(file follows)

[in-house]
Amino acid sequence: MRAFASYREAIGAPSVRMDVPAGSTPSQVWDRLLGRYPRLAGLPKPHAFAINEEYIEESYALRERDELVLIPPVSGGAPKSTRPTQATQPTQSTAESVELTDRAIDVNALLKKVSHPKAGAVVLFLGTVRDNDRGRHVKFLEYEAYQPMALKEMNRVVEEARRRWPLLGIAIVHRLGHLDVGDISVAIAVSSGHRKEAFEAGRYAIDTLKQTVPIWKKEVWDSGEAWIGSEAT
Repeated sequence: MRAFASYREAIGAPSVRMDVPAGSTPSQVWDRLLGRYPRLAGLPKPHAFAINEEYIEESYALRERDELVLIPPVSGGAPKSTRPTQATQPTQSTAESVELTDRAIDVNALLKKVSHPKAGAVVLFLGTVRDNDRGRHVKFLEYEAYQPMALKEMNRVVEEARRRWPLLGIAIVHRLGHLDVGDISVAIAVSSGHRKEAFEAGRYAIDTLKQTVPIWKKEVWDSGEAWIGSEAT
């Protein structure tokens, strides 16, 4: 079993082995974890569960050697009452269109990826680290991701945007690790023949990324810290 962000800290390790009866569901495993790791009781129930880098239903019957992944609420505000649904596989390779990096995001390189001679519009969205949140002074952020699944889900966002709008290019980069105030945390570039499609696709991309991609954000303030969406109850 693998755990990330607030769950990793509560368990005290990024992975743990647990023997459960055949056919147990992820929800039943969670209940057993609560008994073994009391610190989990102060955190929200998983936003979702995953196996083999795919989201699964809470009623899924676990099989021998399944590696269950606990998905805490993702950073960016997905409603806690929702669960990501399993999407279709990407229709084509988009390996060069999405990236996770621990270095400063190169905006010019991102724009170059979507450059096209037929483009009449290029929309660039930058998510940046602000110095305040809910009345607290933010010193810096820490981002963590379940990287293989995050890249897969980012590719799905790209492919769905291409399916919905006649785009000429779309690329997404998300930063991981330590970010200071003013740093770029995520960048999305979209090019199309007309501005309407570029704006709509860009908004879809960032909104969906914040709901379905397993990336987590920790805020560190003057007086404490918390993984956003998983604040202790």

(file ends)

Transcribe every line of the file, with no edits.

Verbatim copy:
[in-house]
Amino acid sequence: MRAFASYREAIGAPSVRMDVPAGSTPSQVWDRLLGRYPRLAGLPKPHAFAINEEYIEESYALRERDELVLIPPVSGGAPKSTRPTQATQPTQSTAESVELTDRAIDVNALLKKVSHPKAGAVVLFLGTVRDNDRGRHVKFLEYEAYQPMALKEMNRVVEEARRRWPLLGIAIVHRLGHLDVGDISVAIAVSSGHRKEAFEAGRYAIDTLKQTVPIWKKEVWDSGEAWIGSEAT
Repeated sequence: MRAFASYREAIGAPSVRMDVPAGSTPSQVWDRLLGRYPRLAGLPKPHAFAINEEYIEESYALRERDELVLIPPVSGGAPKSTRPTQATQPTQSTAESVELTDRAIDVNALLKKVSHPKAGAVVLFLGTVRDNDRGRHVKFLEYEAYQPMALKEMNRVVEEARRRWPLLGIAIVHRLGHLDVGDISVAIAVSSGHRKEAFEAGRYAIDTLKQTVPIWKKEVWDSGEAWIGSEAT
């Protein structure tokens, strides 16, 4: 079993082995974890569960050697009452269109990826680290991701945007690790023949990324810290 962000800290390790009866569901495993790791009781129930880098239903019957992944609420505000649904596989390779990096995001390189001679519009969205949140002074952020699944889900966002709008290019980069105030945390570039499609696709991309991609954000303030969406109850 693998755990990330607030769950990793509560368990005290990024992975743990647990023997459960055949056919147990992820929800039943969670209940057993609560008994073994009391610190989990102060955190929200998983936003979702995953196996083999795919989201699964809470009623899924676990099989021998399944590696269950606990998905805490993702950073960016997905409603806690929702669960990501399993999407279709990407229709084509988009390996060069999405990236996770621990270095400063190169905006010019991102724009170059979507450059096209037929483009009449290029929309660039930058998510940046602000110095305040809910009345607290933010010193810096820490981002963590379940990287293989995050890249897969980012590719799905790209492919769905291409399916919905006649785009000429779309690329997404998300930063991981330590970010200071003013740093770029995520960048999305979209090019199309007309501005309407570029704006709509860009908004879809960032909104969906914040709901379905397993990336987590920790805020560190003057007086404490918390993984956003998983604040202790």